(the units in parentheses are the imperial version of that data; I am not saying 1kg=1lb nor 349kj=150 BTU).

It's worse. Water is a thermal moderator, i.e. it tends to absorb huge amounts of thermal energy while cooling things to 100C (212F) or below. So this is also cooling down the incinerator, and a cold-running incinerator runs dirty with incomplete combustion and throws a lot of HCs and particulates into the air. So to stay within EPA limits, the incinerator must crank up the burners, expending even more fossil fuel.

So if you have proper hygiene about your trash (throwing away basically dry stuff, using the sink drain for the wet), that removes the issue with paper bags.

Or have plastic bags just for the wet trash, and paper for all the dry.

Or consider non-fossil-fuel bags

Plastic is made from oil. Most plastics are made from petroleum (The Shah of Iran, very impressed with plastics manufacture, was astonished that we burned such a useful feedstock). Some bags are made out of organic oils, which works too. This "closes the carbon cycle", because you aren't digging up ancient carbon and adding it to the atmosphere, you are taking crop carbon that only came out of the atmosphere this year.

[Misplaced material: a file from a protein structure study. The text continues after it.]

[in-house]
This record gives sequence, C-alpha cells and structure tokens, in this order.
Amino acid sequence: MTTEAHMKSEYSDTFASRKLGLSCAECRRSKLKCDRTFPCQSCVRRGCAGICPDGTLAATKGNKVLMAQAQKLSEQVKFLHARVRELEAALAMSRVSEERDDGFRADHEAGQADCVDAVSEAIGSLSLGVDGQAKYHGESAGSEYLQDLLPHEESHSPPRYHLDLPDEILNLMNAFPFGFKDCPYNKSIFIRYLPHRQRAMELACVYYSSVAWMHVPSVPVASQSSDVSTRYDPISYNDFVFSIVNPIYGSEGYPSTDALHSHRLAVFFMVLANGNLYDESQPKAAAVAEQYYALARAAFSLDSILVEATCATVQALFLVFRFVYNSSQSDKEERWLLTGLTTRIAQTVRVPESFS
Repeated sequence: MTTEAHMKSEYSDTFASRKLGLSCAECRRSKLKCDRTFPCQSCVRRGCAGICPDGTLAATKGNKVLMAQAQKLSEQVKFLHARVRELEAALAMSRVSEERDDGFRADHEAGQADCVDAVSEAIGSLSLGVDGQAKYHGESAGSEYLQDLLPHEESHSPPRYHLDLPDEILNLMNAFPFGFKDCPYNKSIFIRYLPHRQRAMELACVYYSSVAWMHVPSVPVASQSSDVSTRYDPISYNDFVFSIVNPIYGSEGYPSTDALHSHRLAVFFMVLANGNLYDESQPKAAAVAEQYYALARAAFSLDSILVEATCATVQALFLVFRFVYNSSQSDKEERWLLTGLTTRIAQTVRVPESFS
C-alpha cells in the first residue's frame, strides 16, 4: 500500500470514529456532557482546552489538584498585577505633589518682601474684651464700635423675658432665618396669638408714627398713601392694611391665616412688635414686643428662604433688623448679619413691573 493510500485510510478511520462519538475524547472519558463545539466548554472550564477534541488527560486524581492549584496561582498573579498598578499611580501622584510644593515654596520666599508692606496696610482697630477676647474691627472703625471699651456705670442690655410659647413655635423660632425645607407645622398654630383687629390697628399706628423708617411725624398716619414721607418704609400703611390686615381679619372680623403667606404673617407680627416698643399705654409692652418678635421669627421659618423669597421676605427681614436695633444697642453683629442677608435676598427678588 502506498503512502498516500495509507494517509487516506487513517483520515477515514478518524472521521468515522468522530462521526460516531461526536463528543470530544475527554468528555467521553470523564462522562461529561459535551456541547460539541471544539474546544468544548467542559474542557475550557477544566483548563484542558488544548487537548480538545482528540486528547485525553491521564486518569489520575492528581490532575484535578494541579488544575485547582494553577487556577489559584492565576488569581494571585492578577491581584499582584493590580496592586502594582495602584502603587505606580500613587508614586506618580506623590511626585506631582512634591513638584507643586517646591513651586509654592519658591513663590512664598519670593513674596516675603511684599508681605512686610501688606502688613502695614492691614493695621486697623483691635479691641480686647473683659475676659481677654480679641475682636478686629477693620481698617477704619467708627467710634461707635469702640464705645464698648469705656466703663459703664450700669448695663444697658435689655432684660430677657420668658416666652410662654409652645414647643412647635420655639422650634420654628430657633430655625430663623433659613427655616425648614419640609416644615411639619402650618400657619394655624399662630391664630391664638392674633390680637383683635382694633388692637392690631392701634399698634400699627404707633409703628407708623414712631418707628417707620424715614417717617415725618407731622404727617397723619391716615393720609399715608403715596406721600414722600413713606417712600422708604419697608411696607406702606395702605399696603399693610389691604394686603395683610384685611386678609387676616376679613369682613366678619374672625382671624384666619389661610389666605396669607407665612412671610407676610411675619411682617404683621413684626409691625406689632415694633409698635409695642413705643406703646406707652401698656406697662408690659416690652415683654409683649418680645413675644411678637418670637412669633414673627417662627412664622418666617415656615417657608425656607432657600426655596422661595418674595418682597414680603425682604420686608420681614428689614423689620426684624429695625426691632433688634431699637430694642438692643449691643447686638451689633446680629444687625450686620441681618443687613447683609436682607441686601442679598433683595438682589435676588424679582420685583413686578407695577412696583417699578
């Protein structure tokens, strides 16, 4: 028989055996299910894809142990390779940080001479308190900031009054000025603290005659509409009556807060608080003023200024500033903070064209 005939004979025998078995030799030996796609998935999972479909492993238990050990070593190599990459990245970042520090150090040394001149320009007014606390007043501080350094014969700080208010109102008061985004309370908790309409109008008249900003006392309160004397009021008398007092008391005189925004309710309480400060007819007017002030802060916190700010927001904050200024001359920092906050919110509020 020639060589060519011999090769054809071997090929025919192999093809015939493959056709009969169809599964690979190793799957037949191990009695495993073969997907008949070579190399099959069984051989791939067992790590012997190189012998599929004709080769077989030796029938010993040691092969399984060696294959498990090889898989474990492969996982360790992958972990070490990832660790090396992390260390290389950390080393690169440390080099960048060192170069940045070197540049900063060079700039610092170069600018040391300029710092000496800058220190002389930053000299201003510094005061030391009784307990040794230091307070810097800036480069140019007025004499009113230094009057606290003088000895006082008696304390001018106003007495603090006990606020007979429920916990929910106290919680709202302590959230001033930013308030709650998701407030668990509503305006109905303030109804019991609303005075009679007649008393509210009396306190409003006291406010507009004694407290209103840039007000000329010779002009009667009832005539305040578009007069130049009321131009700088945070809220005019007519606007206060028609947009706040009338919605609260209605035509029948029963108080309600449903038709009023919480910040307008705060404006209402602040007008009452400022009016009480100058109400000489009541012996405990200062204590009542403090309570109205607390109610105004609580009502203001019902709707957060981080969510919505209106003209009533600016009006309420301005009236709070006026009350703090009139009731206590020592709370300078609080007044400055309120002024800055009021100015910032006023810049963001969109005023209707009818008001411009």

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  • Note that once the OP (and fellow citizens) are able to seprate out compostable waste, the amount of water in the incinerated fraction goes down dramatically. (Initially, here in the Netherlands, incinerators plants had trouble with the cladding of the ovens because the combustion temperatures went up once the compostable fraction was taken out). – Jan Doggen Jan 27 at 8:21